Thursday, February 20, 2014

The Hook

John here.

I’m about 50,000 words into my 2015 Peyton Cote (single mom/border patrol agent) novel, and as is often the case, I have picked up a fellow crime writer’s novel (Massacre Pond, by Paul Doiron) got swept away by chapter one, and am now doubting my own opening scene.

Am I a neurotic writer? Of course.

A perfectionist? I strive to be one.

I’m also the guy you seen in the mystery section of the (whenever possible independent) bookstore, reading the first paragraph, frowning, sliding the book back onto the shelf, and picking up the next to see if this one grabs me. I’ll give you a lot of leeway with your conclusion. (I read a lot of endings I don’t like, but I finish the novel.) But you need to write an intro that grabs me.
What do I look for in an opening paragraph, my own or yours? Questions. Lots of them. And questions that I assume will be relevant and (eventually) answered.

These are the opening paragraphs of Massacre Pond:

The first time I laid eyes on Billy Cronk, I thought he was the biggest badass in the Maine woods: six-five, braided blond hair, a tangled mess of a beard. He had arms that could have snapped a two-by-four over his knee for kindling. The night I arrested him for hunting on posted property, I kept my hand close to my pistol wondering if this blue-eyed bruiser would be the death of me.

As a game warden, I’d met my share of roadhouse brawlers and diehard deer poachers, and I understood that most violent men are cowards. Billy Cronk was different. He never doubted his physical prowess and had no need to prove himself against lesser men. He accepted the summons I wrote without forcing me to wrestle him into handcuffs. In fact, he thanked me for it, lowering his eyes out of embarrassment. The more I learned about the man, the more he surprised me.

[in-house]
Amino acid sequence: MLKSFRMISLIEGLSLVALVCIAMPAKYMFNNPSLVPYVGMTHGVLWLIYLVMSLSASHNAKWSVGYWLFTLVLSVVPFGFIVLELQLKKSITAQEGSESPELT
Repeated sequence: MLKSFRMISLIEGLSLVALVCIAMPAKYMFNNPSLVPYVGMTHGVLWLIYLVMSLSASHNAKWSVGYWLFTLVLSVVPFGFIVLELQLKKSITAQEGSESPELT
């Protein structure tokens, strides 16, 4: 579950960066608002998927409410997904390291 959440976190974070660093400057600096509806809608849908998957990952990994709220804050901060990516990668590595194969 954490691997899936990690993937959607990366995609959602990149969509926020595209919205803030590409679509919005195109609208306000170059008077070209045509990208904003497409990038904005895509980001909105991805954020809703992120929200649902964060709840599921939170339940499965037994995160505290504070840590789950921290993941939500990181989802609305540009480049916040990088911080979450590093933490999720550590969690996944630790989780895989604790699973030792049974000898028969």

The questions posed are obvious. But what answers can we anticipate? Billy Cronk will be a big part of the book. And there’s something about him I want to know more about. Why is Cronk “lowering his eyes out of embarrassment”? And we know a lot about our protagonist already: He appears to be Cronk’s antithesis. Also, a backstory is taking shape.

How about these opening lines from the Collected Stories of Ernest Hemingway?
  • “The marvelous thing is that it’s painless,” he said. “That’s how you know when it starts.”
  • The strange thing was, he said, how they screamed every night at midnight.
  • At the lake shore there was another rowboat drawn up. The two Indians stood waiting.
  • In the old days Hortons Bay was a lumbering town.
  • The rain stopped as Nick turned into the road that went up through the orchard.
  • Nick stood up. He was tall. He looked up the tracks at the lights of the caboose going out of sight around the curve.
  • One hot evening in Padua they carried him onto the roof and he could look out over the top of the town.
Opening lines are vital to setting up a book or story and keeping your reader engaged. I’d love to hear what others think on this topic.

3 comments:

Rick Blechta said...

Is your character's name pronounced using the original French ("Cot-tay") or like "coat"? Just wondering...

John R. Corrigan said...

French.

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